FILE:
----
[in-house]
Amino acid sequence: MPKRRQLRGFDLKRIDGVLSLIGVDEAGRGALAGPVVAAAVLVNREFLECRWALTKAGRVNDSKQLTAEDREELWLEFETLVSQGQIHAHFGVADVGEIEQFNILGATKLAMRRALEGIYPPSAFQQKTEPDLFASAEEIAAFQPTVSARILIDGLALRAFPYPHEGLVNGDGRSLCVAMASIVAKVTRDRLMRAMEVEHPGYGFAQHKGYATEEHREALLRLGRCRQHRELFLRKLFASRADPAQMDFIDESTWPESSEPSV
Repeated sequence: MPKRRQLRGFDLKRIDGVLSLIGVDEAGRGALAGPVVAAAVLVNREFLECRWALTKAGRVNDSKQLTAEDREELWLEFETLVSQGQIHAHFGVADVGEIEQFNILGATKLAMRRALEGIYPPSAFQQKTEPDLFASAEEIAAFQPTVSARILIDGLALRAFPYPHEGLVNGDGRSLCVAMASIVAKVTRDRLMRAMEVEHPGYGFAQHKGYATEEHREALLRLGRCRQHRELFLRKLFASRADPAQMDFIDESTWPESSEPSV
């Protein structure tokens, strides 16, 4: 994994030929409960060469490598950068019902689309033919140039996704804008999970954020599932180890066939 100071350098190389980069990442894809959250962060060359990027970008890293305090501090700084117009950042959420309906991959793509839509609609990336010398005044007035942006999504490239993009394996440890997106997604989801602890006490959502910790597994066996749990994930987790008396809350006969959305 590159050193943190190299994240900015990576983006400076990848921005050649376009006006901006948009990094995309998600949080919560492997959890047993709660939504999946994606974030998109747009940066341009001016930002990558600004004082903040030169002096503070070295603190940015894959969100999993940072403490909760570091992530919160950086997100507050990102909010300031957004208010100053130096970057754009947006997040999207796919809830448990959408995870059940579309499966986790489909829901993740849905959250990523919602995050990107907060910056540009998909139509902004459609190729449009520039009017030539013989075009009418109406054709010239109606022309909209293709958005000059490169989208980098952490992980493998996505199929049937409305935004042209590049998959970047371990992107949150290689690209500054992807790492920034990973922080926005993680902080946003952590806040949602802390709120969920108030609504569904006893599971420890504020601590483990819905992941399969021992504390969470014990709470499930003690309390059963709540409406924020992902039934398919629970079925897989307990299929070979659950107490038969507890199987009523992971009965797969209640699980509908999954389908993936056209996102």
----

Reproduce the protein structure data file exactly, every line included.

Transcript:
[in-house]
Amino acid sequence: MPKRRQLRGFDLKRIDGVLSLIGVDEAGRGALAGPVVAAAVLVNREFLECRWALTKAGRVNDSKQLTAEDREELWLEFETLVSQGQIHAHFGVADVGEIEQFNILGATKLAMRRALEGIYPPSAFQQKTEPDLFASAEEIAAFQPTVSARILIDGLALRAFPYPHEGLVNGDGRSLCVAMASIVAKVTRDRLMRAMEVEHPGYGFAQHKGYATEEHREALLRLGRCRQHRELFLRKLFASRADPAQMDFIDESTWPESSEPSV
Repeated sequence: MPKRRQLRGFDLKRIDGVLSLIGVDEAGRGALAGPVVAAAVLVNREFLECRWALTKAGRVNDSKQLTAEDREELWLEFETLVSQGQIHAHFGVADVGEIEQFNILGATKLAMRRALEGIYPPSAFQQKTEPDLFASAEEIAAFQPTVSARILIDGLALRAFPYPHEGLVNGDGRSLCVAMASIVAKVTRDRLMRAMEVEHPGYGFAQHKGYATEEHREALLRLGRCRQHRELFLRKLFASRADPAQMDFIDESTWPESSEPSV
């Protein structure tokens, strides 16, 4: 994994030929409960060469490598950068019902689309033919140039996704804008999970954020599932180890066939 100071350098190389980069990442894809959250962060060359990027970008890293305090501090700084117009950042959420309906991959793509839509609609990336010398005044007035942006999504490239993009394996440890997106997604989801602890006490959502910790597994066996749990994930987790008396809350006969959305 590159050193943190190299994240900015990576983006400076990848921005050649376009006006901006948009990094995309998600949080919560492997959890047993709660939504999946994606974030998109747009940066341009001016930002990558600004004082903040030169002096503070070295603190940015894959969100999993940072403490909760570091992530919160950086997100507050990102909010300031957004208010100053130096970057754009947006997040999207796919809830448990959408995870059940579309499966986790489909829901993740849905959250990523919602995050990107907060910056540009998909139509902004459609190729449009520039009017030539013989075009009418109406054709010239109606022309909209293709958005000059490169989208980098952490992980493998996505199929049937409305935004042209590049998959970047371990992107949150290689690209500054992807790492920034990973922080926005993680902080946003952590806040949602802390709120969920108030609504569904006893599971420890504020601590483990819905992941399969021992504390969470014990709470499930003690309390059963709540409406924020992902039934398919629970079925897989307990299929070979659950107490038969507890199987009523992971009965797969209640699980509908999954389908993936056209996102």